Plywood is made by glueing together thin sheets of wood veneer. The thickness of an individual sheet is 1.4 – 3.2 mm. The sheets are composed so that the directions of the grain of the superimposed sheets are usually perpendicular to each other. In birch plywood board, there is usually an odd number of sheers (at least three), so the direction of grain of the surface sheets is always the same. In conifer plywood sheets, the number may also be even. In glueing, weather-resistant phenolic resin adhesive is normally used. In terms of colour, it is considerably darker than veneering wood.
In terms of its basic properties, plywood is comparable to wood. It also has the following benefits, owing to its method of manufacture:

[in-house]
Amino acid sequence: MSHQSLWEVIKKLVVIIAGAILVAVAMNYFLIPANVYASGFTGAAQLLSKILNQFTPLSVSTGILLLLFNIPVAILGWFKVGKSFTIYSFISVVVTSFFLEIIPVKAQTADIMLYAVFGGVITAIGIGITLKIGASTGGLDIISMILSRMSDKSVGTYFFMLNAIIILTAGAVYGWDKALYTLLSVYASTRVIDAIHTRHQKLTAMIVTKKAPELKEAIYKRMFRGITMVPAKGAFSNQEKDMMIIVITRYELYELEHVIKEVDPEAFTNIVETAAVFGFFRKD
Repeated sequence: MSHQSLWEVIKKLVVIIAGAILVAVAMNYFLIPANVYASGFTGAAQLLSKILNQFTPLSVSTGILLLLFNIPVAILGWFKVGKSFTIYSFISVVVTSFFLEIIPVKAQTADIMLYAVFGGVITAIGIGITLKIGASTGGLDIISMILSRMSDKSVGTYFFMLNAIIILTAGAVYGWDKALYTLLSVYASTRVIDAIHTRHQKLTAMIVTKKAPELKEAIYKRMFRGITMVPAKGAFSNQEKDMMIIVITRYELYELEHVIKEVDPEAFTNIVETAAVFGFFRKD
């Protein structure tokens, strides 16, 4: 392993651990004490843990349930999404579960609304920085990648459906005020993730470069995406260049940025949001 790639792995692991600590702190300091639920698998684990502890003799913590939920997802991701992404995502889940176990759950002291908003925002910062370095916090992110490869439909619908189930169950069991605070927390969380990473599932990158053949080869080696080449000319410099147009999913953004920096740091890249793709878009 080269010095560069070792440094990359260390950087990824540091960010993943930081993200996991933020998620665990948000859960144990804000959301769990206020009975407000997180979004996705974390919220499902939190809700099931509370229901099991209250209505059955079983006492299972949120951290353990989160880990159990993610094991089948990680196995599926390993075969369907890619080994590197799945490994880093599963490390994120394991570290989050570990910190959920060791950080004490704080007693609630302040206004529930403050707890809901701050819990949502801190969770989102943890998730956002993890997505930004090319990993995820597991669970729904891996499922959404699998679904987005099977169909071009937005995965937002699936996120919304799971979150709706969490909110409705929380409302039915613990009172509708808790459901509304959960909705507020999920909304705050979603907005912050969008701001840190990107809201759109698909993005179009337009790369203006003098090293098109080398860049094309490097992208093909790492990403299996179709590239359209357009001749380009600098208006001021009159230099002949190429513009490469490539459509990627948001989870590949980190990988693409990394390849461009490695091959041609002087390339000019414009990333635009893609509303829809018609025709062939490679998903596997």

- strength, good at providing rigidity for structures
- dense and shock-resistant
Some plywood products are classified in surface material emissions class M1. Material classification includes the limit values for the emissions of building materials meant for interiors, as well as their classification. Class M1 contains emissions-tested materials, whose emissions of impurities are within the most stringent requirements.